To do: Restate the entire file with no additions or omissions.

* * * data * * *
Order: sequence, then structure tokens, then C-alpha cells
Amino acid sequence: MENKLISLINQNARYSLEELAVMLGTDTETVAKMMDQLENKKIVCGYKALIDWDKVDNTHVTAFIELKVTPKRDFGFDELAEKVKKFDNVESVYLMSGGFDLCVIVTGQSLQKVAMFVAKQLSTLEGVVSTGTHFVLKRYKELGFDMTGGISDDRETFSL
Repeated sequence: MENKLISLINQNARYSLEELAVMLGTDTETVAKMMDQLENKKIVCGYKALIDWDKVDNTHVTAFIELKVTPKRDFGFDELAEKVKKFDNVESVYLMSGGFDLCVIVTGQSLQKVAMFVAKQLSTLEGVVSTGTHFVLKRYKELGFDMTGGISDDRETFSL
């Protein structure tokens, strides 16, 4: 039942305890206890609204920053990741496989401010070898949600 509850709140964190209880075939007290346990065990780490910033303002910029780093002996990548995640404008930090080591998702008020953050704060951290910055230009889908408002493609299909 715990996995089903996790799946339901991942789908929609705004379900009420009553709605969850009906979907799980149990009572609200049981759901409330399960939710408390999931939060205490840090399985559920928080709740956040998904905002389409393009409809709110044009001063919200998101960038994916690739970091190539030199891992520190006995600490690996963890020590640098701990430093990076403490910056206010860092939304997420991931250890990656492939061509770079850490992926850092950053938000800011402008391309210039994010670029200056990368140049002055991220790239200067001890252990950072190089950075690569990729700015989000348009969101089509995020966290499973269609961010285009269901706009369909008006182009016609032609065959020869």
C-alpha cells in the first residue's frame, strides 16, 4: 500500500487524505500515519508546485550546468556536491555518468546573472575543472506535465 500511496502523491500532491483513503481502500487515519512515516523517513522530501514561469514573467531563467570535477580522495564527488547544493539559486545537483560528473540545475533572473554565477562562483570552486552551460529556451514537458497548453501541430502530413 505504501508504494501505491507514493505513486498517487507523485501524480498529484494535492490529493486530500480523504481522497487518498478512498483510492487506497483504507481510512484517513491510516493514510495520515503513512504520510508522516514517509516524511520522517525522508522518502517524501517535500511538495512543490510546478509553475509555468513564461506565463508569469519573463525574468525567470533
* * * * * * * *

Order: sequence, then structure tokens, then C-alpha cells
Amino acid sequence: MENKLISLINQNARYSLEELAVMLGTDTETVAKMMDQLENKKIVCGYKALIDWDKVDNTHVTAFIELKVTPKRDFGFDELAEKVKKFDNVESVYLMSGGFDLCVIVTGQSLQKVAMFVAKQLSTLEGVVSTGTHFVLKRYKELGFDMTGGISDDRETFSL
Repeated sequence: MENKLISLINQNARYSLEELAVMLGTDTETVAKMMDQLENKKIVCGYKALIDWDKVDNTHVTAFIELKVTPKRDFGFDELAEKVKKFDNVESVYLMSGGFDLCVIVTGQSLQKVAMFVAKQLSTLEGVVSTGTHFVLKRYKELGFDMTGGISDDRETFSL
């Protein structure tokens, strides 16, 4: 039942305890206890609204920053990741496989401010070898949600 509850709140964190209880075939007290346990065990780490910033303002910029780093002996990548995640404008930090080591998702008020953050704060951290910055230009889908408002493609299909 715990996995089903996790799946339901991942789908929609705004379900009420009553709605969850009906979907799980149990009572609200049981759901409330399960939710408390999931939060205490840090399985559920928080709740956040998904905002389409393009409809709110044009001063919200998101960038994916690739970091190539030199891992520190006995600490690996963890020590640098701990430093990076403490910056206010860092939304997420991931250890990656492939061509770079850490992926850092950053938000800011402008391309210039994010670029200056990368140049002055991220790239200067001890252990950072190089950075690569990729700015989000348009969101089509995020966290499973269609961010285009269901706009369909008006182009016609032609065959020869």
C-alpha cells in the first residue's frame, strides 16, 4: 500500500487524505500515519508546485550546468556536491555518468546573472575543472506535465 500511496502523491500532491483513503481502500487515519512515516523517513522530501514561469514573467531563467570535477580522495564527488547544493539559486545537483560528473540545475533572473554565477562562483570552486552551460529556451514537458497548453501541430502530413 505504501508504494501505491507514493505513486498517487507523485501524480498529484494535492490529493486530500480523504481522497487518498478512498483510492487506497483504507481510512484517513491510516493514510495520515503513512504520510508522516514517509516524511520522517525522508522518502517524501517535500511538495512543490510546478509553475509555468513564461506565463508569469519573463525574468525567470533